“I will spend the next few days in the hospital. Not as a patient but as a daughter, a witness, another part of my mother while she heals. The TV on the wall winks with very little change in the news; surgical case number 80892 is still in the OR. I’m trying to find something, anything, to do.
“In the waiting room, there’s a large wooden case tucked into a dark corner; I spend half an hour looking at everything it holds: an archive of medical tools, empty bottles of ‘medicines’ such as clove, old teaching books. Everything seems just a little too heavy and strange, but not in the same way as the pre-op conversations did (synthetic opiates, draining tubes, wrist restraints).
“Our advancements from what is in this case make me feel both confused by and confident in modern medicine. Yet, what is here in this waiting room, left displayed for families to study while we wait, are the ancestors of the tools being used right now in case 80892 to fix my mother’s broken heart.”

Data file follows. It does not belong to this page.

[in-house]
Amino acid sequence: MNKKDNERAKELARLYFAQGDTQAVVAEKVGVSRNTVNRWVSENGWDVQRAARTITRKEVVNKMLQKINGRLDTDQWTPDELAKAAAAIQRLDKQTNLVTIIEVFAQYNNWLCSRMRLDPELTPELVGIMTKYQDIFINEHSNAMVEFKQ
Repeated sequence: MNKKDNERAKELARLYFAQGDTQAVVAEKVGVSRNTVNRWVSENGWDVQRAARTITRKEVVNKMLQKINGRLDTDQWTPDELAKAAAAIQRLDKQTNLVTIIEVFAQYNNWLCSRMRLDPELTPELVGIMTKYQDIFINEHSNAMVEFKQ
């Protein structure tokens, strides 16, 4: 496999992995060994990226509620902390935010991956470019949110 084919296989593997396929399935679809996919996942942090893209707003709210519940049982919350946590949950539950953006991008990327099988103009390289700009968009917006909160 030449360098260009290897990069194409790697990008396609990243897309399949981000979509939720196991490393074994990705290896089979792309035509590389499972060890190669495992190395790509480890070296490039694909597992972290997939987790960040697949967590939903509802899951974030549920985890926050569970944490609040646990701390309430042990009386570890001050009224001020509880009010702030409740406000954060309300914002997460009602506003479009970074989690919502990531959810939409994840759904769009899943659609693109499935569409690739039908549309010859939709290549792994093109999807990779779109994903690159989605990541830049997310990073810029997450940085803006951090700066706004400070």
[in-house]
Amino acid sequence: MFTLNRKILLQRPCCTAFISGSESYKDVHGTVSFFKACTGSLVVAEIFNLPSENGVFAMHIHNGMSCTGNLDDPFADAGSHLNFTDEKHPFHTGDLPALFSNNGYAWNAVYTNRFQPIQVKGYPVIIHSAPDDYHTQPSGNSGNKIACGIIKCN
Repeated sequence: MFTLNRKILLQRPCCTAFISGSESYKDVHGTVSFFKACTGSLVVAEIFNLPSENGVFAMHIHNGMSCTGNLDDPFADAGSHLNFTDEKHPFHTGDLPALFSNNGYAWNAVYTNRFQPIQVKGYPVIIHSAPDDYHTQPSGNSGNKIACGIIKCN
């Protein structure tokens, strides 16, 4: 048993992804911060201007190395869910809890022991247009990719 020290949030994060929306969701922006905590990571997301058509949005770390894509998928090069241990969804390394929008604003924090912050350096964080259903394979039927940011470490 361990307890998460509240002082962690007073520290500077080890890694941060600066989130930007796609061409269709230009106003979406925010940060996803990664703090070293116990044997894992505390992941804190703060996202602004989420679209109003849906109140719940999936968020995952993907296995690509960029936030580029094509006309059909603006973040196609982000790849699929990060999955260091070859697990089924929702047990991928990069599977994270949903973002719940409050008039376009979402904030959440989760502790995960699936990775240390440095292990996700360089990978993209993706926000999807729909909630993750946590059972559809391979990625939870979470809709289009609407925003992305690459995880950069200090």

Sara Kohrt is a linguistic researcher, analyzing dialogues between patients and providers to identify communication gaps, and also serves as the visuals editor for Pulse. She and her teenager live in the Blue Ridge Mountains of Western North Carolina.